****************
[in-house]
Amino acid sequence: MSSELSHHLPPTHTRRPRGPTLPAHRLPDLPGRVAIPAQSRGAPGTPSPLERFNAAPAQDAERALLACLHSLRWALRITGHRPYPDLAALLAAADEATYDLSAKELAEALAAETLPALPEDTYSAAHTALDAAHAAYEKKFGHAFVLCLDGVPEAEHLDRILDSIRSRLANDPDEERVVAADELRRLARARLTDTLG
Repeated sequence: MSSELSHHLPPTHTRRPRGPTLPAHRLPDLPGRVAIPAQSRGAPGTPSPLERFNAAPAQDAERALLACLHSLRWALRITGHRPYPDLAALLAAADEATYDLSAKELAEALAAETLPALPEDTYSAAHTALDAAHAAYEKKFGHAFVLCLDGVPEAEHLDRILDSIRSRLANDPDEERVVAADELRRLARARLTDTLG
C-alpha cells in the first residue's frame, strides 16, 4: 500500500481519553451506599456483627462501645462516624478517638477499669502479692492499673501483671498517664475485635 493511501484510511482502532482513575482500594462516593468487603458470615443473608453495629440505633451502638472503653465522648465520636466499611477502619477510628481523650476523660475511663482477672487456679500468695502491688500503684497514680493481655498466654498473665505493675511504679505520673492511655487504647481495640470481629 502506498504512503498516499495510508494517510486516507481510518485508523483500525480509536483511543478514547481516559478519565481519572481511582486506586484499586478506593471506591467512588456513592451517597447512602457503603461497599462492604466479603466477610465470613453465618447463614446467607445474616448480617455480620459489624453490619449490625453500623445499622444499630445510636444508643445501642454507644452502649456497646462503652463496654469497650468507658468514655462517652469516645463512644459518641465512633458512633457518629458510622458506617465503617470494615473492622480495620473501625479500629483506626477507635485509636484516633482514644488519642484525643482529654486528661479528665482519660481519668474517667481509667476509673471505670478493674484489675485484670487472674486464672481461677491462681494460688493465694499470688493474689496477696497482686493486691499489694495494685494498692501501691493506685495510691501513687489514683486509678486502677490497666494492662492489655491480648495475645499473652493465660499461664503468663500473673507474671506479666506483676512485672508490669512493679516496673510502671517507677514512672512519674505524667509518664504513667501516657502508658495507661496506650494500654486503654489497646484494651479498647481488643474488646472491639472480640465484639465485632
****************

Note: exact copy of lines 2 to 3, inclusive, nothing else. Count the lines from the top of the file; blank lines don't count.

Amino acid sequence: MSSELSHHLPPTHTRRPRGPTLPAHRLPDLPGRVAIPAQSRGAPGTPSPLERFNAAPAQDAERALLACLHSLRWALRITGHRPYPDLAALLAAADEATYDLSAKELAEALAAETLPALPEDTYSAAHTALDAAHAAYEKKFGHAFVLCLDGVPEAEHLDRILDSIRSRLANDPDEERVVAADELRRLARARLTDTLG
Repeated sequence: MSSELSHHLPPTHTRRPRGPTLPAHRLPDLPGRVAIPAQSRGAPGTPSPLERFNAAPAQDAERALLACLHSLRWALRITGHRPYPDLAALLAAADEATYDLSAKELAEALAAETLPALPEDTYSAAHTALDAAHAAYEKKFGHAFVLCLDGVPEAEHLDRILDSIRSRLANDPDEERVVAADELRRLARARLTDTLG